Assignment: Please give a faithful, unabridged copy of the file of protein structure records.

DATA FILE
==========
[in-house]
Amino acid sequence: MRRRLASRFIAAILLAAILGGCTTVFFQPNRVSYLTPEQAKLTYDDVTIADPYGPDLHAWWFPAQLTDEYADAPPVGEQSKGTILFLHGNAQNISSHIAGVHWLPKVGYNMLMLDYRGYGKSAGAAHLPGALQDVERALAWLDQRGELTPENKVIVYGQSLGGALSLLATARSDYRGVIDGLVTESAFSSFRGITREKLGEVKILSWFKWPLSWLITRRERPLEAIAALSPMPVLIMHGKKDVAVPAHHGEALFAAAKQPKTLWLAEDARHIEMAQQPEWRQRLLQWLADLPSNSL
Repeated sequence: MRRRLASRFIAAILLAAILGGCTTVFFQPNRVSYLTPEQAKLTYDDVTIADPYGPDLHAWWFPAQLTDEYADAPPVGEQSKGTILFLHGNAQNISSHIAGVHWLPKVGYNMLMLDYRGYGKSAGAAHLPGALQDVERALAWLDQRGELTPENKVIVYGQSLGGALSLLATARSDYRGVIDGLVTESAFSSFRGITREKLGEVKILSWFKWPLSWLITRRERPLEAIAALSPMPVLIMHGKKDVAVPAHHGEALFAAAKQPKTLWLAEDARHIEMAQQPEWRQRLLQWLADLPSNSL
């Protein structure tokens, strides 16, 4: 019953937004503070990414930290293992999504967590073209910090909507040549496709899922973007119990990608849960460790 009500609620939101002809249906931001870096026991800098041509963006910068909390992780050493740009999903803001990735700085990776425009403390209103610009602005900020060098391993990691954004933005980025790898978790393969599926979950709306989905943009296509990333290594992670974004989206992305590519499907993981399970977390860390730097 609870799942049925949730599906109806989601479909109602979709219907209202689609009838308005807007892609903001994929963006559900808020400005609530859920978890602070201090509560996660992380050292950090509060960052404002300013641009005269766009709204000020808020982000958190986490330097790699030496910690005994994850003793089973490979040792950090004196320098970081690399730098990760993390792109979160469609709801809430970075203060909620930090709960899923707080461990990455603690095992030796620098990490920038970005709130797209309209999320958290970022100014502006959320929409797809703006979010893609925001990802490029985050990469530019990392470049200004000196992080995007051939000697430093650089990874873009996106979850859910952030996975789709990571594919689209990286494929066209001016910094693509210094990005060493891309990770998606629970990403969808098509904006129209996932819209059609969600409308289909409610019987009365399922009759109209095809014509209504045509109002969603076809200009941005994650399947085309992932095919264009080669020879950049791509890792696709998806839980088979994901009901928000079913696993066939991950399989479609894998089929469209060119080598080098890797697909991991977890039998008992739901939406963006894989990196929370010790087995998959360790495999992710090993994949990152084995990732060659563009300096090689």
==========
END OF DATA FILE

[in-house]
Amino acid sequence: MRRRLASRFIAAILLAAILGGCTTVFFQPNRVSYLTPEQAKLTYDDVTIADPYGPDLHAWWFPAQLTDEYADAPPVGEQSKGTILFLHGNAQNISSHIAGVHWLPKVGYNMLMLDYRGYGKSAGAAHLPGALQDVERALAWLDQRGELTPENKVIVYGQSLGGALSLLATARSDYRGVIDGLVTESAFSSFRGITREKLGEVKILSWFKWPLSWLITRRERPLEAIAALSPMPVLIMHGKKDVAVPAHHGEALFAAAKQPKTLWLAEDARHIEMAQQPEWRQRLLQWLADLPSNSL
Repeated sequence: MRRRLASRFIAAILLAAILGGCTTVFFQPNRVSYLTPEQAKLTYDDVTIADPYGPDLHAWWFPAQLTDEYADAPPVGEQSKGTILFLHGNAQNISSHIAGVHWLPKVGYNMLMLDYRGYGKSAGAAHLPGALQDVERALAWLDQRGELTPENKVIVYGQSLGGALSLLATARSDYRGVIDGLVTESAFSSFRGITREKLGEVKILSWFKWPLSWLITRRERPLEAIAALSPMPVLIMHGKKDVAVPAHHGEALFAAAKQPKTLWLAEDARHIEMAQQPEWRQRLLQWLADLPSNSL
């Protein structure tokens, strides 16, 4: 019953937004503070990414930290293992999504967590073209910090909507040549496709899922973007119990990608849960460790 009500609620939101002809249906931001870096026991800098041509963006910068909390992780050493740009999903803001990735700085990776425009403390209103610009602005900020060098391993990691954004933005980025790898978790393969599926979950709306989905943009296509990333290594992670974004989206992305590519499907993981399970977390860390730097 609870799942049925949730599906109806989601479909109602979709219907209202689609009838308005807007892609903001994929963006559900808020400005609530859920978890602070201090509560996660992380050292950090509060960052404002300013641009005269766009709204000020808020982000958190986490330097790699030496910690005994994850003793089973490979040792950090004196320098970081690399730098990760993390792109979160469609709801809430970075203060909620930090709960899923707080461990990455603690095992030796620098990490920038970005709130797209309209999320958290970022100014502006959320929409797809703006979010893609925001990802490029985050990469530019990392470049200004000196992080995007051939000697430093650089990874873009996106979850859910952030996975789709990571594919689209990286494929066209001016910094693509210094990005060493891309990770998606629970990403969808098509904006129209996932819209059609969600409308289909409610019987009365399922009759109209095809014509209504045509109002969603076809200009941005994650399947085309992932095919264009080669020879950049791509890792696709998806839980088979994901009901928000079913696993066939991950399989479609894998089929469209060119080598080098890797697909991991977890039998008992739901939406963006894989990196929370010790087995998959360790495999992710090993994949990152084995990732060659563009300096090689």